To go a bit further then JEFF
summarizes, think of a strop as a high grit stone because that is effectively what it is. The 1.5µ abrasive I linked to is basically a 10,000 grit stone, and the naked leather refines further with a crisp polish.
Utilizing a strop is analogous to Westerners using a honing steel. In the context of hard steel like Japanese knives use, their steels are harder than these rods so they are not effected by them, and in examples such as ceramic or borosilicate of which are hard enough to effect them, typically they offer no higher than a 1200 grit finish which can eliminate a 5k polish in two passes. The margin for error to not degrade an edge is much smaller with rods as the potential to roll an edge or to hone at inconsistent angles amid the pass is exponentially higher than with a bench strop. Using a strop will refresh the edge of the edge very quickly & efficiently as they are used dry with little setup required & effectively no break down or clean up.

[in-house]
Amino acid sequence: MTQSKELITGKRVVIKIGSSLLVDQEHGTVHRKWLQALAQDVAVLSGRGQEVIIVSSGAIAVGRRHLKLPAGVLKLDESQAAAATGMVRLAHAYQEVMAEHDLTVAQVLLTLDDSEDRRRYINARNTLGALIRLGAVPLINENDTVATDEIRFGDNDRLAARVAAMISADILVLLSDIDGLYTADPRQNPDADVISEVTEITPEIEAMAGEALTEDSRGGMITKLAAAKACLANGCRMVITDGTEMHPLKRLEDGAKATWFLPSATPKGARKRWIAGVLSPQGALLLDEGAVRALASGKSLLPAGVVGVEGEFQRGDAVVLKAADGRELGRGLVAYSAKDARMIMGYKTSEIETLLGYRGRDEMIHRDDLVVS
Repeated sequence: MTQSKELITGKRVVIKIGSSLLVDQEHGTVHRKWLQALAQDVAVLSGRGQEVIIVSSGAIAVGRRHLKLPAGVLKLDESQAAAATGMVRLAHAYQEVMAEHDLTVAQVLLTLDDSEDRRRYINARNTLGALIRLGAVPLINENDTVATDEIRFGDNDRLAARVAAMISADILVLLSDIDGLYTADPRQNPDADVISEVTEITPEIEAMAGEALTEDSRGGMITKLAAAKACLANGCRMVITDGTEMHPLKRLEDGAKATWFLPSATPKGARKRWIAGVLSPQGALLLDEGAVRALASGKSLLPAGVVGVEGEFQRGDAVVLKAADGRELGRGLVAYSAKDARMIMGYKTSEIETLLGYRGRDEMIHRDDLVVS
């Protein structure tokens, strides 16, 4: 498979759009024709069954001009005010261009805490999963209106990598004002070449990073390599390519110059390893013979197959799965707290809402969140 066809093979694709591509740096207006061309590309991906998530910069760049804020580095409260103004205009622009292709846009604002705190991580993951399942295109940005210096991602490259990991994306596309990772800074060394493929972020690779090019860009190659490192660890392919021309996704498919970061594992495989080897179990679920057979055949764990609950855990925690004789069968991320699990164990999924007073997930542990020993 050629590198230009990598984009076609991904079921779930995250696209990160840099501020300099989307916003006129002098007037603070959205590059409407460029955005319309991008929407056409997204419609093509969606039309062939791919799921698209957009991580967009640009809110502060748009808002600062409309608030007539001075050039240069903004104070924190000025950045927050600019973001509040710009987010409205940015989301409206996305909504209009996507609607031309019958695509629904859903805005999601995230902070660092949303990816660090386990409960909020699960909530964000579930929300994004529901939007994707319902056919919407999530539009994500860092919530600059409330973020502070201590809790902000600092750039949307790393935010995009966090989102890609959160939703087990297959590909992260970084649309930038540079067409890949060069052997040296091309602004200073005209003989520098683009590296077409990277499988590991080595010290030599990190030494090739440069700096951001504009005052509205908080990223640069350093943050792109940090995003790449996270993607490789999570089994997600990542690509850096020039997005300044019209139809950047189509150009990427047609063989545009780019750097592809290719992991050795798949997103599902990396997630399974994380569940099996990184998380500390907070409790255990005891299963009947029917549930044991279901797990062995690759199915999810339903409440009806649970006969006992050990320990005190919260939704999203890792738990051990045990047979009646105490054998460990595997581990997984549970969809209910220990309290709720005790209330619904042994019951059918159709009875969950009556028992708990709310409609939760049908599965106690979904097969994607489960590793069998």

In reply to your question, application of more abrasive to the substrate will vary, but one application per 10 stroppings might even be overkill... reapply when it loses efficacy. Utilizing a strop will noticeably extend the amount of time between sharpening, as well.
Another method to refresh your edge w/o a full sharpening is to strop on the 5k stone I referred. This is very effective, but requires soaking a stone which can be a hassle to schedule appropriately. I suggested the strop set because of this benefit, and for the fact it includes a lapping plate, as well. I really hooked you up for the long haul.
Yet another method is to strop on newsprint. You can wet, not necessarily soak, your stone, and fold some newspaper around it. Believe it or not... it works. This would be a budget minded option.
As for JEFF's
suggestion, I think he meant this set.<--link